Nelson’s work reminds us that the globe is made up of gardens, parks, forests, wilderness areas, rivers and mountains that are all local to some community. It is in all our local areas that the miracles of nature on which we all depend are happening. We can all contribute by making our local area – even our back garden – better without waiting for someone else to set up that next large protected area or nature reserve somewhere else.

Nelson’s work reminds us that it is the local that, brick by brick, builds the world we live in and we should create our local environment in the image of the type of world we’d like to live in.

Nature Through Kids’ Eyes – Der Spiegel Competition

The German newspaper Der Spiegel recently ran a competition asking kids to submit photographs related to nature and the environment. The winning photographs are interesting for many reasons – as is the framing of the competition itself.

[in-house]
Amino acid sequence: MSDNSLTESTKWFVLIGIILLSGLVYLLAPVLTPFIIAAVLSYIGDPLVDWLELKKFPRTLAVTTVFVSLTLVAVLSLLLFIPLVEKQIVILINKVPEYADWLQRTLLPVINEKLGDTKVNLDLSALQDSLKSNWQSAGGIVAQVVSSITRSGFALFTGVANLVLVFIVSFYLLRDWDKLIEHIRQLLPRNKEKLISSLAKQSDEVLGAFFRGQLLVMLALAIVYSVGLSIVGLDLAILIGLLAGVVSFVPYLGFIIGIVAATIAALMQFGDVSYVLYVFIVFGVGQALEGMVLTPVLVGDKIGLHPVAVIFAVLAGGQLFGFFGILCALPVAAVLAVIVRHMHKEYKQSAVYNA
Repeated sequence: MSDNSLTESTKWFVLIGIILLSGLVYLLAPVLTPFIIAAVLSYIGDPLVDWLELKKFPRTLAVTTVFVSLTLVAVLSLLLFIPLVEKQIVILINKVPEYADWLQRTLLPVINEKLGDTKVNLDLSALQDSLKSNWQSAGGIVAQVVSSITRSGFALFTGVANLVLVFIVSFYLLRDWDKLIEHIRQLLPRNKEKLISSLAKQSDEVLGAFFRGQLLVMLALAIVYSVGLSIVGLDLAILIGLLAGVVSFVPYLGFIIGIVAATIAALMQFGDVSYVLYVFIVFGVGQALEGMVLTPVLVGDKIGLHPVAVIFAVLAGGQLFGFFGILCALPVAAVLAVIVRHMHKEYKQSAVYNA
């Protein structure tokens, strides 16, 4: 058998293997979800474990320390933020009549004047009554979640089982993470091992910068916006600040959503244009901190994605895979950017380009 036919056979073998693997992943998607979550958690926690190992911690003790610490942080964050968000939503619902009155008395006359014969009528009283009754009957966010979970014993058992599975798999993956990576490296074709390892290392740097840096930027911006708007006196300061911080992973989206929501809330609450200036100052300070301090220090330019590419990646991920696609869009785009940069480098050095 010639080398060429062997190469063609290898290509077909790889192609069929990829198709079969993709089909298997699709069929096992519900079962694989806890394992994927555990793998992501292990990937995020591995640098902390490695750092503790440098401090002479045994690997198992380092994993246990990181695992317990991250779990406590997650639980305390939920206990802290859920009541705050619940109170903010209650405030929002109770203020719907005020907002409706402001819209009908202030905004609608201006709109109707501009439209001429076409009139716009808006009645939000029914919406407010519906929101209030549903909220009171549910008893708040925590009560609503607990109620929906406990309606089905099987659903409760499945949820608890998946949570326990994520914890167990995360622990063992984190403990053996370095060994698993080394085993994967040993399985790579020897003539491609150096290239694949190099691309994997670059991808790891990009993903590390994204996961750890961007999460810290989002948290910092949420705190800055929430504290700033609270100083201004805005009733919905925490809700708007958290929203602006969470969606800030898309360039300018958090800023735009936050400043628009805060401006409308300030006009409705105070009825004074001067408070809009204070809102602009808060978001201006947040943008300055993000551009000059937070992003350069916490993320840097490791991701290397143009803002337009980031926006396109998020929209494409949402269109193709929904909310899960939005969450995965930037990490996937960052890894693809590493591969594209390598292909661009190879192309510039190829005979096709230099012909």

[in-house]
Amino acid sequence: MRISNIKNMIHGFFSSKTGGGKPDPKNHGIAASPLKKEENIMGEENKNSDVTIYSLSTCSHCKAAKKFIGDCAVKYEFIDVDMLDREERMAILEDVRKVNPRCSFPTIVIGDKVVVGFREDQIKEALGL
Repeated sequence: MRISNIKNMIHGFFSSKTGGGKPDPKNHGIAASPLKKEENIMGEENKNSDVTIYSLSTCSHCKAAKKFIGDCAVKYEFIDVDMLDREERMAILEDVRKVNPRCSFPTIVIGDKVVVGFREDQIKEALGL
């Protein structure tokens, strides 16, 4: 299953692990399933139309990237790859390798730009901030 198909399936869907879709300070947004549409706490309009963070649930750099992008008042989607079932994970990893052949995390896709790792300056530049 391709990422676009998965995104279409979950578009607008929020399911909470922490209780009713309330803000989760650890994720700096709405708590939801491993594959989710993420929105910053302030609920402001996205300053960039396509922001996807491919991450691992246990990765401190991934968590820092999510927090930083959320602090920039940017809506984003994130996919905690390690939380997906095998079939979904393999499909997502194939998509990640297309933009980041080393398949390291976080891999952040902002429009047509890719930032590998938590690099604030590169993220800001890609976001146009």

The full gallery can be seen online. For this short commentary I have picked three images which, to me, relate to the most important issue there is in the environmental debate – co-existence. How do we learn to co-exist comfortably with the non-human part of the planet? This is a skill we have not yet mastered. Yet the images I am showing here speak to that theme.

The image above shows children happily playing in the river with cattle. Such an image has, unfortunately, become unimaginable in many Western countries where even domestic animals are treated with suspicion, kids are encouraged not to pet dogs in the street and any live creature – be it an insect or anything else – it something that children are encouraged to view with disgust. This does not make for accepting the non-human as part of our social fabric.

This image for me shows today’s reality – that ‘nature’ and our industrialized lives are now inextricably intertwined. How do we make that work? In my opinion, not by trying to create some kind of separate ‘nature’ to be protected but by finding ways to make it all work better together.

The image below shows bees coming out of a hive in a honey farm. These are ‘domesticated’ bees being farmed for their honey. Yet it’s strange how we don’t think of bees as domesticated in the same way as a dog or a cat or a cow. Again, to me this image is just another example of our dependence on natural processes for our living.